Huh

I have to admit, I’m a little surprised.

Back in… April? (it’s been a while) I submitted two short stories for a contest. It’s open only to people who are attending a local writers’ and readers’ festival/convention. My amazing husband submitted last year and was shortlisted. He didn’t place in the top three, but he did get his story published in a little chapbook and they did an event at the convention where the top ten writers read a bit of their submission. Afterwards, all the writers signed each other’s books and then the judges announced their overall thoughts of each finalist before finally announcing the top three winners.

They offer a critique of your work whether you win or not, and I figured: why not give it a go? So I polished up two short stories that I’ve had floating around for a few years and emailed them off to the editor for this year’s contest. And then I waited. And waited. And waited.

I’m not very good at waiting. I had some consolation, though, in that two of our friends and my husband had also submitted. I had mostly forgotten about it until it was pointed out that, last year, my husband had heard back by late June. Then the waiting got even harder. Together we checked our email multiple times daily, waiting in agony, asking each other at least weekly whether any of us had heard anything about the contest at all.

Finally, a month later than we expected, we heard something. I found out on Saturday that one of my two short stories was among the top ten! I was pleased, but not really surprised, because I figured both the stories had a solid chance at placing. (And yes, I did jump up and scream and hug my friends and call my parents and all that when I found out).

What surprised me was the story that placed. Of the two I thought that the one that was selected was the weaker, and it was the one I suspected might not be chosen. Lucky for me, I was wrong! I guess there’s a home for every story and the second one might find its place elsewhere. In fact, I’m sure that it will.

But now, I have to write a biography for my first little short story to be published! Let’s hope that it’s the first of many.

A Big Decision

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Image from Dreamstime

 

I have a big decision to make that I can’t really talk about.  I know, I know: way to be vague, Candice.  I promise that I will share the details as soon as I can.  In the meantime, I ponder.

 

Well, that’s not true, I know exactly what I’m going to do, I just need to convince myself that it’s really the right answer.  And sadly, it doesn’t involve whether I should quit my day job to be a full-time writer.  Maybe soon, though.

 

It’s a decision fraught with emotion that’s been sapping away my energy for writing and has made me second-guess everything that I thought I knew about myself, everything that I thought I knew, and everything that I desire.  And that’s hard too: to try and re-recognize what you really want and what’s really important.  And it definitely hasn’t been easy: that’s why I’ve been so quiet lately, and making so little progress on the writing front.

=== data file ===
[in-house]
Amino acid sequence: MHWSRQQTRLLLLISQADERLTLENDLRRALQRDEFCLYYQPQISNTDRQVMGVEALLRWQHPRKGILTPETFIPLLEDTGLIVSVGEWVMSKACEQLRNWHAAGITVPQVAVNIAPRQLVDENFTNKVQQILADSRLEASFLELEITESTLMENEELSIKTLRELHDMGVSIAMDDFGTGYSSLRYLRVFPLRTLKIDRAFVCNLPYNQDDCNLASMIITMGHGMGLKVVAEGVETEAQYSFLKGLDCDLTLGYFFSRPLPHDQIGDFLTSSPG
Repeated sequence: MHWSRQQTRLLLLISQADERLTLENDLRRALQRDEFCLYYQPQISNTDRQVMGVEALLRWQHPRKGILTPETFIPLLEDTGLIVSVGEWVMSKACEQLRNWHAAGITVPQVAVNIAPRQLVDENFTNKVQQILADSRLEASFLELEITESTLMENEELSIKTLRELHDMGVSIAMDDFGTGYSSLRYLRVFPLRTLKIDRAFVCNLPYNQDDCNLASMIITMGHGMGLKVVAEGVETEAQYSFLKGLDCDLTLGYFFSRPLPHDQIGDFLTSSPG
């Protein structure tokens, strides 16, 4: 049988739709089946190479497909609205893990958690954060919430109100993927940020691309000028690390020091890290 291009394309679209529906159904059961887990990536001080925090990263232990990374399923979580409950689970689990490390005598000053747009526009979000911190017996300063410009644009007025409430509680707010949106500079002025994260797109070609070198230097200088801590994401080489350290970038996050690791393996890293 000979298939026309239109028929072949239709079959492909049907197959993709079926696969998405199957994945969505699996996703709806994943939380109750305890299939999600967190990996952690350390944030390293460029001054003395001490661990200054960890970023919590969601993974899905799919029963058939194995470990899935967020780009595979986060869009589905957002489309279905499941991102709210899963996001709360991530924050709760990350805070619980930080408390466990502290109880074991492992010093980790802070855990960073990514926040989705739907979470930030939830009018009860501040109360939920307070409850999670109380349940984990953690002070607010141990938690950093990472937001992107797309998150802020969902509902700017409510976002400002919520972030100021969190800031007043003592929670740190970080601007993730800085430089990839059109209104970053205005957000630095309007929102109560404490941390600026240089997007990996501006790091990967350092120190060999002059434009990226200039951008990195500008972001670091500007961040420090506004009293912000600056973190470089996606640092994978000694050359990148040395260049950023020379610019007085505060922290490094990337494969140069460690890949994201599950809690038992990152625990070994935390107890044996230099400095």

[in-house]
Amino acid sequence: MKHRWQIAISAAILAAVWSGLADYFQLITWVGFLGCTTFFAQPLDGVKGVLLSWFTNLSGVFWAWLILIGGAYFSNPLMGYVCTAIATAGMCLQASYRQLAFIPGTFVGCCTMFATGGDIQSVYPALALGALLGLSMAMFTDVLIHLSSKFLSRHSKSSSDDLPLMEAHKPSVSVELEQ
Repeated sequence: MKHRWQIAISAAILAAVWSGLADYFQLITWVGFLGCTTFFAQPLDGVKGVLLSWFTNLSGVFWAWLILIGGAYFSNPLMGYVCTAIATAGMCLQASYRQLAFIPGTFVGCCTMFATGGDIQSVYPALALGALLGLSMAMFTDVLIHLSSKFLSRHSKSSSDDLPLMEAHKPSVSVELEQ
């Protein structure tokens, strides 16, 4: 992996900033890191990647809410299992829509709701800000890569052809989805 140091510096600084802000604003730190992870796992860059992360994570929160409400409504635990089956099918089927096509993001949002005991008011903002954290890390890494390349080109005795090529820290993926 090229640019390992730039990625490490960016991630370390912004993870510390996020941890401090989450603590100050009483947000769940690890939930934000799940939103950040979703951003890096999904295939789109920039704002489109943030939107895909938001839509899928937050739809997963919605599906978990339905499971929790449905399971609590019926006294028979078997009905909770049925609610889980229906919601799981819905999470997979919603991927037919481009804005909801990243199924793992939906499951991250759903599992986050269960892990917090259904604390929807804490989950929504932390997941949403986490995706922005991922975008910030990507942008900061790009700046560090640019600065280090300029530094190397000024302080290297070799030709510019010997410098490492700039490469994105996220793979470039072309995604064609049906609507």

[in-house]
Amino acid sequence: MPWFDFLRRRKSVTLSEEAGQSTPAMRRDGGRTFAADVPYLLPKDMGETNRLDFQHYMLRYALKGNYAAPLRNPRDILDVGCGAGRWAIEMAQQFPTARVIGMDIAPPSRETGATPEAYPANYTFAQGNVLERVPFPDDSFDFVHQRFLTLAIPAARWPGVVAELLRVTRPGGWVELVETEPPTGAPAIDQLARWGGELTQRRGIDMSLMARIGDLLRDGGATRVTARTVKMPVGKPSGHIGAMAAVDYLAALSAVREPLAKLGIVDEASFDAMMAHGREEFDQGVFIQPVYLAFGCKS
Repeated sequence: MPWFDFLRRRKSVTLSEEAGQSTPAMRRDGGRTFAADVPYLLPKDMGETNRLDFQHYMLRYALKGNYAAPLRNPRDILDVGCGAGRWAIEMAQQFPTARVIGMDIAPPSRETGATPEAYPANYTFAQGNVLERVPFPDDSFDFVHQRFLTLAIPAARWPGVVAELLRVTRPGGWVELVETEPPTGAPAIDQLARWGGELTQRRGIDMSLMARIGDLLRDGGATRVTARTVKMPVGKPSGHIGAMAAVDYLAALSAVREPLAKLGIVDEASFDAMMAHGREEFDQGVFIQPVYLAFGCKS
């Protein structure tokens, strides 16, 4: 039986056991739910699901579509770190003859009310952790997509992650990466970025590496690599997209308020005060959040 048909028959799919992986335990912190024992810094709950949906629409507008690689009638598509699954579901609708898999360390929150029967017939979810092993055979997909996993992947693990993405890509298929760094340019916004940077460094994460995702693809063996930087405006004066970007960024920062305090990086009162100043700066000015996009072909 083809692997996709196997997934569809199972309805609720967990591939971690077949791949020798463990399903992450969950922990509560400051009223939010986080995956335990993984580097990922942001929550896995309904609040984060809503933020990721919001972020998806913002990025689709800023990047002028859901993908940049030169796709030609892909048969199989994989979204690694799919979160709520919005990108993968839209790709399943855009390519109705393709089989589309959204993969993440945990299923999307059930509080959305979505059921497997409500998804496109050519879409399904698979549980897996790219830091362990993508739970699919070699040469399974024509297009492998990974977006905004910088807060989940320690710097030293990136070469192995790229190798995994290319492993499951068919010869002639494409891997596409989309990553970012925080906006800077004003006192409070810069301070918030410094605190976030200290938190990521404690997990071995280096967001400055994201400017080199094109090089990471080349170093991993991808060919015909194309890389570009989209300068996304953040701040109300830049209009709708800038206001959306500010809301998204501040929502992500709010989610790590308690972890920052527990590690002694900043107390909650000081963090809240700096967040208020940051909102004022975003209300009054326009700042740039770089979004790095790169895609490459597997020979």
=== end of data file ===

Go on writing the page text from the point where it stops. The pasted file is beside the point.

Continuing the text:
But soon, things will be settled again, and I will start to become productive.  And hopefully that will happen sometime before November!  I do know that, as I come closer to actually making the decision, that the overwhelming uncertainty that I have been feeling is starting to subside, only to be replaced with grief at the things I will be losing.

 

I need to do what’s right for me, I know that.  But what’s right for me isn’t necessarily the easy thing.  In fact, this decision is one of the hardest things that I’ve ever had to do.  And I’ve had to do a lot of difficult things in the last couple of years.

 

I hope that you’ll all cross your fingers for me and wish me luck and strength as I make this choice.

 

How do you process difficult choices?

“Real” Writer – Part Two

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Image from Dreamstime

 

So… I have an update on my last post (delay courtesy of Thanksgiving weekend!).  I heard back last Monday from the editor and learned that my story wasn’t accepted.  I’m trying to see this as an opportunity to send the story to another market and maybe hear back more quickly, but it’s my first rejection and I can’t pretend that I wasn’t a little upset.  Still, all I can do is move on and keep trying.  One day, I’ll get my first yes.

 

Fortunately, I didn’t have to think too hard about it over the weekend, as I spent some time with my parents, helping them build a deck and playing with their new dog Gypsy.  She’s six and was rescued from a broken home, and she’s the sweetest little girl that I’ve ever met.   Only time will tell if she gets along with my cats (they have yet to be introduced).

Reflections on a Year

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Image from Dreamstime

 

 

I don’t know if I’ve posted about it before, but just over a year ago, I started tracking how and on what project I was spending my writing time.  This includes everything from research/development, to editing, to critiquing, to career research.  My ultimate goal is to get to 2,000 hours written total, which is the point at which one is considered “proficient” in a craft.  10,000 hours of work means one is a master.  Given that I’m at 1626.5 hours to date, I’m close to proficient, but far from a master.

 

Another benefit of tracking is that it’s ended up teaching me a lot about how and when I work and where I spend the bulk of my hours.

 

On August 13, 2012, I completed my first year of tracking.  In that time, I have:

  • Done 118 hours of research and development (including outlining)
  • Spent 185.25 hours on first drafts
  • Spent 45.75 hours editing
  • Written over 195,000 words
  • Spent an average of 6.7 hours/week on writing or related tasks

 

Of those hours, I spent:

  • 208.5 on novels
  • 34.5 on short stories
  • 34.25 on critiques
  • 18 on blogging